The Federal Public Ministry (MPF-Ministério Público Federal) received complaints from the Xikrin Indigenous People who yesterday (May 25) were received with grenades and rubber bullets upon attempting to enter the Belo Monte construction site to talk with representatives of Norte Energia S.A., responsible for the construction project. According to the reports, approximately 20 indigenous persons went, peacefully and unarmed to the site, to call for the fulfillment of the indigenous conditions [stipulated in the construction contract].
Upon arrival at the site, according to their account, they were received with shock by men of the National Security Force, who fired several rubber bullets at the Indians. 4 people were injured. “We announced that we were there to talk, we attempted to talk. The police did not ask anything, said that they did not want to talk and continued firing,” the Xikrin reported. Faced with this, they returned to Altamira, where they reported the incident to the MPF.
The commander of the National Force in Altamira will be heard by the MPF. The Attorney General will be receiving a formal solicitation to requisition, from the Minister of Justice, information about the limits, objectives and justifications for the presence of the National Force at the Belo Monte hydroelectric plant construction sites. The MPF requested that the National Indian Foundation (FUNAI) present the victims, today, for forensic examination.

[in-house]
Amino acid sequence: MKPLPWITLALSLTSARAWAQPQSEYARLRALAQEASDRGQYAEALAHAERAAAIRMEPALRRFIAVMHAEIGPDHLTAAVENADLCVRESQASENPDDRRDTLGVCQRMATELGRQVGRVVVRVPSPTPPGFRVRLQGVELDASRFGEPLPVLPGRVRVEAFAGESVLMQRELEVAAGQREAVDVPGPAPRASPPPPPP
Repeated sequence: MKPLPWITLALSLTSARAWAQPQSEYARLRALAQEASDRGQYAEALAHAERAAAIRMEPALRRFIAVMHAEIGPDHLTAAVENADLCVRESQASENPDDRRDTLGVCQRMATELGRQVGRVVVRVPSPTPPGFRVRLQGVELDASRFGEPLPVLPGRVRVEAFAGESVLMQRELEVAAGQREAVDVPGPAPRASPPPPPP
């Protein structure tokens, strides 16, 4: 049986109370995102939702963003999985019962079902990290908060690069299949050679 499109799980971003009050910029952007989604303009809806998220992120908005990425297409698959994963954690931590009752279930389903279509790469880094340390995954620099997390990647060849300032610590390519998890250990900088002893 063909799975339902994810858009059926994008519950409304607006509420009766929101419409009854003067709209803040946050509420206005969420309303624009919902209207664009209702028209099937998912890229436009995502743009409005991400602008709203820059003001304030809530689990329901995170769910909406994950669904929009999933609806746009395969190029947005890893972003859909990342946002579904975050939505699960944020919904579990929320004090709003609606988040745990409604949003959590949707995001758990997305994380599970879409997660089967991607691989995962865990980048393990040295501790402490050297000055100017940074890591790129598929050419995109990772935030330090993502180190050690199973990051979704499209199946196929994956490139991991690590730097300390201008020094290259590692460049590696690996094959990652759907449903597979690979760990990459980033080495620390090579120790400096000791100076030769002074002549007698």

This is not the first complaint filed regarding alleged abuses of the men in the National Force within the Belo Monte construction sites. The MPF has already received reports from workers and has formal proceedings underway to investigate “the legitimacy of the action of the National Force in defense of the property (patrimônio) of Norte Energia, S.A. and the Belo Monte Construction Consortium”. With today’s attacks against the Indians, the investigation by the MPF is now criminal in nature.
Five days ago, indigenous persons of various ethnicities affected by Belo Monte have been creating a blockade on the Trans-Amazon Highway to prevent the entry of workers to the hydroelectric plant construction site. They are demanding of the enterprise that it fulfill the [stipulated] indigenous conditions that, three years after the start of construction, have not even been initiated. The Xikrin told the MPF that they were at the plant to discuss an agenda for negotiations. According to them, to date, there has not been a single project covering compensation for or mitigation of the impacts from Belo Monte, and neither the FUNAI nor the Brazilian Institute of the Environment (IBAMA) has ever visited the village to assess compliance with the [stipulated] conditions [of the construction contract].
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